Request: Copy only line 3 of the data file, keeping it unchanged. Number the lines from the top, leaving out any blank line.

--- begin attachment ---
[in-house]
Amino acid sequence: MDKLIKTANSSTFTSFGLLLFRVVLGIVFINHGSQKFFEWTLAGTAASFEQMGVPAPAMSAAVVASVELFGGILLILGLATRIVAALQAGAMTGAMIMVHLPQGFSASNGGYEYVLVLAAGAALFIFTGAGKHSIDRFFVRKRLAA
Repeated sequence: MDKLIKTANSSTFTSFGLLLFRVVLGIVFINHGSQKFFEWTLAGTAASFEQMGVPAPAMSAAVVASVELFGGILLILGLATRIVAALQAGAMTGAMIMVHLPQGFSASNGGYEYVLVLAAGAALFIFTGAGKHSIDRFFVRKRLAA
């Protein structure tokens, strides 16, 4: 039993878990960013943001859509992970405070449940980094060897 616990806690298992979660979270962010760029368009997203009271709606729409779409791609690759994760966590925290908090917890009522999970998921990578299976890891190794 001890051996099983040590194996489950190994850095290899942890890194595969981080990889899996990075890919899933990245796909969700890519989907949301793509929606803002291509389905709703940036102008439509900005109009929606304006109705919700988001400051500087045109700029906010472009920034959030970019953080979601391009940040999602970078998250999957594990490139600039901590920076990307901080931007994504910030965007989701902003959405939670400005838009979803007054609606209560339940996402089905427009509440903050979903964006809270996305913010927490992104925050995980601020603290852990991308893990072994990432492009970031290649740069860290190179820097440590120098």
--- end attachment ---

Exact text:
Repeated sequence: MDKLIKTANSSTFTSFGLLLFRVVLGIVFINHGSQKFFEWTLAGTAASFEQMGVPAPAMSAAVVASVELFGGILLILGLATRIVAALQAGAMTGAMIMVHLPQGFSASNGGYEYVLVLAAGAALFIFTGAGKHSIDRFFVRKRLAA